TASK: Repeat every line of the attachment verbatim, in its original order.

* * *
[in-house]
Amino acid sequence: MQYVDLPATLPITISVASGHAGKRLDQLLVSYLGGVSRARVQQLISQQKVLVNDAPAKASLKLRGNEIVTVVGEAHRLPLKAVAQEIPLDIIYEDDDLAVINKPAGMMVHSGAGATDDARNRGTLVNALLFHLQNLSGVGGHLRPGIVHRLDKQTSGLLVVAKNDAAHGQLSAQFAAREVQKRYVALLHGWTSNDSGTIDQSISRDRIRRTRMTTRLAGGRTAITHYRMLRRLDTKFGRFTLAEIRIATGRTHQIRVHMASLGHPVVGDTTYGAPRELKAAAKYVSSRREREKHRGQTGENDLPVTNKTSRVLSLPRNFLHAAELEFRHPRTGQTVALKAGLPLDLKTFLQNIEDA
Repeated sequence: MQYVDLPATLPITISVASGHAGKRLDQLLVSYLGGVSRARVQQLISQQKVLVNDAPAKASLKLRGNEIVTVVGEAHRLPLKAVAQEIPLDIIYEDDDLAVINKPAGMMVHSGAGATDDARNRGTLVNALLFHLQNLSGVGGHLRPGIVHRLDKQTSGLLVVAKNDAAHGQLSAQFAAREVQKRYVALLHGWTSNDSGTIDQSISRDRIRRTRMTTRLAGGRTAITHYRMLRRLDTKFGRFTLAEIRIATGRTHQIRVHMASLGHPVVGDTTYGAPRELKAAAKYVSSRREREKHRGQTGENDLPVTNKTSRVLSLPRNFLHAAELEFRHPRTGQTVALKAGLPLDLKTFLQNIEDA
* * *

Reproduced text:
[in-house]
Amino acid sequence: MQYVDLPATLPITISVASGHAGKRLDQLLVSYLGGVSRARVQQLISQQKVLVNDAPAKASLKLRGNEIVTVVGEAHRLPLKAVAQEIPLDIIYEDDDLAVINKPAGMMVHSGAGATDDARNRGTLVNALLFHLQNLSGVGGHLRPGIVHRLDKQTSGLLVVAKNDAAHGQLSAQFAAREVQKRYVALLHGWTSNDSGTIDQSISRDRIRRTRMTTRLAGGRTAITHYRMLRRLDTKFGRFTLAEIRIATGRTHQIRVHMASLGHPVVGDTTYGAPRELKAAAKYVSSRREREKHRGQTGENDLPVTNKTSRVLSLPRNFLHAAELEFRHPRTGQTVALKAGLPLDLKTFLQNIEDA
Repeated sequence: MQYVDLPATLPITISVASGHAGKRLDQLLVSYLGGVSRARVQQLISQQKVLVNDAPAKASLKLRGNEIVTVVGEAHRLPLKAVAQEIPLDIIYEDDDLAVINKPAGMMVHSGAGATDDARNRGTLVNALLFHLQNLSGVGGHLRPGIVHRLDKQTSGLLVVAKNDAAHGQLSAQFAAREVQKRYVALLHGWTSNDSGTIDQSISRDRIRRTRMTTRLAGGRTAITHYRMLRRLDTKFGRFTLAEIRIATGRTHQIRVHMASLGHPVVGDTTYGAPRELKAAAKYVSSRREREKHRGQTGENDLPVTNKTSRVLSLPRNFLHAAELEFRHPRTGQTVALKAGLPLDLKTFLQNIEDA